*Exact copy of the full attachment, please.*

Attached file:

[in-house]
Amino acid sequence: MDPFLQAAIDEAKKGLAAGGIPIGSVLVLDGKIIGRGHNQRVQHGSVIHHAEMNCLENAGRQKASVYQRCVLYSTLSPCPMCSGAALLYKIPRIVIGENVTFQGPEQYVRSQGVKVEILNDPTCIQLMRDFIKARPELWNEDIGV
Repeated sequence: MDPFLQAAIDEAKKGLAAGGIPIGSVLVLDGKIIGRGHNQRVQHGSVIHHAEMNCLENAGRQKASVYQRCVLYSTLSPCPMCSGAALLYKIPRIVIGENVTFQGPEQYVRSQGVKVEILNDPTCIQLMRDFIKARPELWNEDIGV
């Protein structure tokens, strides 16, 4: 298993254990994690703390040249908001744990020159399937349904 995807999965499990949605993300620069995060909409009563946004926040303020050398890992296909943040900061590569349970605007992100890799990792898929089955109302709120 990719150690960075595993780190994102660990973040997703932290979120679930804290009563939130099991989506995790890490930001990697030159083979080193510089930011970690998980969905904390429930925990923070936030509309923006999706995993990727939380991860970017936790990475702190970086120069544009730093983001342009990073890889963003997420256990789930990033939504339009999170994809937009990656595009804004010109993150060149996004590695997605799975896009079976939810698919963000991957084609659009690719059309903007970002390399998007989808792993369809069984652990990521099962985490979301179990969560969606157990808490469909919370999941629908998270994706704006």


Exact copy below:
[in-house]
Amino acid sequence: MDPFLQAAIDEAKKGLAAGGIPIGSVLVLDGKIIGRGHNQRVQHGSVIHHAEMNCLENAGRQKASVYQRCVLYSTLSPCPMCSGAALLYKIPRIVIGENVTFQGPEQYVRSQGVKVEILNDPTCIQLMRDFIKARPELWNEDIGV
Repeated sequence: MDPFLQAAIDEAKKGLAAGGIPIGSVLVLDGKIIGRGHNQRVQHGSVIHHAEMNCLENAGRQKASVYQRCVLYSTLSPCPMCSGAALLYKIPRIVIGENVTFQGPEQYVRSQGVKVEILNDPTCIQLMRDFIKARPELWNEDIGV
């Protein structure tokens, strides 16, 4: 298993254990994690703390040249908001744990020159399937349904 995807999965499990949605993300620069995060909409009563946004926040303020050398890992296909943040900061590569349970605007992100890799990792898929089955109302709120 990719150690960075595993780190994102660990973040997703932290979120679930804290009563939130099991989506995790890490930001990697030159083979080193510089930011970690998980969905904390429930925990923070936030509309923006999706995993990727939380991860970017936790990475702190970086120069544009730093983001342009990073890889963003997420256990789930990033939504339009999170994809937009990656595009804004010109993150060149996004590695997605799975896009079976939810698919963000991957084609659009690719059309903007970002390399998007989808792993369809069984652990990521099962985490979301179990969560969606157990808490469909919370999941629908998270994706704006």